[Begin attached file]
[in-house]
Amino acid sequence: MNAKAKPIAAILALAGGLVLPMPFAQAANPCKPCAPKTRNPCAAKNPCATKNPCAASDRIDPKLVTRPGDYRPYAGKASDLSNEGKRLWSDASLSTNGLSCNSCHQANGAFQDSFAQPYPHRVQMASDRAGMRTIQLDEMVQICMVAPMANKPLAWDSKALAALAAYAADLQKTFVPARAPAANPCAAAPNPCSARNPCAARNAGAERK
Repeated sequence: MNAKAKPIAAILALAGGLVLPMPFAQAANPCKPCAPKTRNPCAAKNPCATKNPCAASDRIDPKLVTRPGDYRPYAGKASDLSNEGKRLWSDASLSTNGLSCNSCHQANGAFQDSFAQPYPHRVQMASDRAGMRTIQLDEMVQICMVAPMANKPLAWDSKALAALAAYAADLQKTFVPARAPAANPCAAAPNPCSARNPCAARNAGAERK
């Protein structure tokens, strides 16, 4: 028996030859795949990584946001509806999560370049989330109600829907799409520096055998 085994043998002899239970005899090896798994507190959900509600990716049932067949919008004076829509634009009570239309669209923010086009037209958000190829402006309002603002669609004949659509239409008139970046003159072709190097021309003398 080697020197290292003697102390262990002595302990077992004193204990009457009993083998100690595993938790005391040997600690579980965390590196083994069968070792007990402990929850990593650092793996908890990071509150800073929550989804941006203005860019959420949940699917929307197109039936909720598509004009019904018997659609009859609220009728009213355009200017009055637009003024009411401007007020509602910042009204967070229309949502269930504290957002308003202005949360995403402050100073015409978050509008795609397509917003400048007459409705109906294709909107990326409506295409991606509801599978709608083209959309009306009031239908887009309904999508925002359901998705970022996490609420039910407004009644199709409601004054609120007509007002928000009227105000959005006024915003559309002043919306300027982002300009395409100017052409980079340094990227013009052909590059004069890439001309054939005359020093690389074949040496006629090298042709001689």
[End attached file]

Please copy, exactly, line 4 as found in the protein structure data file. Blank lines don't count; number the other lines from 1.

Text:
């Protein structure tokens, strides 16, 4: 028996030859795949990584946001509806999560370049989330109600829907799409520096055998 085994043998002899239970005899090896798994507190959900509600990716049932067949919008004076829509634009009570239309669209923010086009037209958000190829402006309002603002669609004949659509239409008139970046003159072709190097021309003398 080697020197290292003697102390262990002595302990077992004193204990009457009993083998100690595993938790005391040997600690579980965390590196083994069968070792007990402990929850990593650092793996908890990071509150800073929550989804941006203005860019959420949940699917929307197109039936909720598509004009019904018997659609009859609220009728009213355009200017009055637009003024009411401007007020509602910042009204967070229309949502269930504290957002308003202005949360995403402050100073015409978050509008795609397509917003400048007459409705109906294709909107990326409506295409991606509801599978709608083209959309009306009031239908887009309904999508925002359901998705970022996490609420039910407004009644199709409601004054609120007509007002928000009227105000959005006024915003559309002043919306300027982002300009395409100017052409980079340094990227013009052909590059004069890439001309054939005359020093690389074949040496006629090298042709001689």